So discouraged is Ferguson when he meets with Cohen that he lies about (inflates) his son’s PSAT scores, breaking a vow he’d made to keep from getting caught in the race. Cohen herself is nervous about an interview for her own child – a 9-month-old seeking a spot in an exclusive day care. Shaking his head over the craziness, Ferguson asks Cohen, “How did all this get started?”
“All what get started?” she responds, without cynicism. Ferguson writes: “[Cohen] had spent most of her professional life in this world of high competition, where children quite often served as proxies for status and parental self-worth, and she took the world as she found it. She ignored my question.”
Ferguson’s search leads next to the vast storehouse at US News and World Report, whose landmark 1983 ranking of US colleges spawned an entire industry, mushrooming into books about colleges, books about rankings, and books about books about colleges and rankings.
But it also bore a dark side: Rankings mean big bucks to colleges, leading administrators to lie and fudge data – such as “massaging” SAT averages, for instance, by choosing to leave out verbal scores of nonnative English speakers.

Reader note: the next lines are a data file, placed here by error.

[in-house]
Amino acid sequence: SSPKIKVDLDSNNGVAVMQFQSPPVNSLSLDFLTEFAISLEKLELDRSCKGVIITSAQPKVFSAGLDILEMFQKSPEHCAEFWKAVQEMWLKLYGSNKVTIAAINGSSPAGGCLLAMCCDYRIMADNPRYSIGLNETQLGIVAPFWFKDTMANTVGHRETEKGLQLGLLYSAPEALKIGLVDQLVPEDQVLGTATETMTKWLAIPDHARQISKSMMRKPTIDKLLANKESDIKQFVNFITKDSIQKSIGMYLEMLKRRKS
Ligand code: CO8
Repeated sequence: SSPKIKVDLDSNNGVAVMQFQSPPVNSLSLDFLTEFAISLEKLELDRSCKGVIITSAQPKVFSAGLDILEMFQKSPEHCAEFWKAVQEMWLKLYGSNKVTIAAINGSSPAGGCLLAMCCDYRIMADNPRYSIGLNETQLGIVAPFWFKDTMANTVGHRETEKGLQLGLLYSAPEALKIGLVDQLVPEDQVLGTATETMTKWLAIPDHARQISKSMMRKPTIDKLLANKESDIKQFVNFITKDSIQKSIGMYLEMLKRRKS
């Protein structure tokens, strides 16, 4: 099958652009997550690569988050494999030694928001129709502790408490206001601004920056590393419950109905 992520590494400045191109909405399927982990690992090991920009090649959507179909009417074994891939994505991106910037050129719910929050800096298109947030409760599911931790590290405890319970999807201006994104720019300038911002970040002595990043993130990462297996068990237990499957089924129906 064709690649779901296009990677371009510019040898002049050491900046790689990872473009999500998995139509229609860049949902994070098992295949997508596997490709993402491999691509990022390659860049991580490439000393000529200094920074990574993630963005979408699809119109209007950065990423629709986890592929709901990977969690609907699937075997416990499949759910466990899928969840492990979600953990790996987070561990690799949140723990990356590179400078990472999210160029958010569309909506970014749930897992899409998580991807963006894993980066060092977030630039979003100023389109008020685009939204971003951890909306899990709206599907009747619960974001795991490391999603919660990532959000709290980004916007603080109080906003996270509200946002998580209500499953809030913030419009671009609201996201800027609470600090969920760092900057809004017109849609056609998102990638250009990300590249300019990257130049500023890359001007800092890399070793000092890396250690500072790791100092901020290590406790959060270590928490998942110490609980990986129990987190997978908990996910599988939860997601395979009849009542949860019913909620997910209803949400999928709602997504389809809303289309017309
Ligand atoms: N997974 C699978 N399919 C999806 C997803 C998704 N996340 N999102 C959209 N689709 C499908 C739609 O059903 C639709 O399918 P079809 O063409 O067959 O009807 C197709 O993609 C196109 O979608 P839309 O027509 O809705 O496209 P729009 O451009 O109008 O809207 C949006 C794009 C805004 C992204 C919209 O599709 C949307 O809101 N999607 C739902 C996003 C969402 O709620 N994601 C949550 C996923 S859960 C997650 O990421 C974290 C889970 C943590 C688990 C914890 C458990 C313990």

And then there’s the all-consuming SAT. Here Ferguson shines: He takes us from the gleaming offices of the highly paid College Board execs to the test’s humbler origins as a multiple-choice test used by the Army in World War I. Though intended to expand admission beyond the privileged white boys that earlier tests had favored, the SAT seems to have come full circle. No matter how many “Julios” and “Matsukos” are inserted to rid the SAT of bias, scores still favor the wealthy. As one activist puts it, the SAT is good only for measuring “the size of the student’s house.”
(If you can get your kid labeled ADHD, attention deficit hyperactivity disorder, he/she will get extra time to finish, virtually guaranteeing a higher score, with colleges none the wiser.)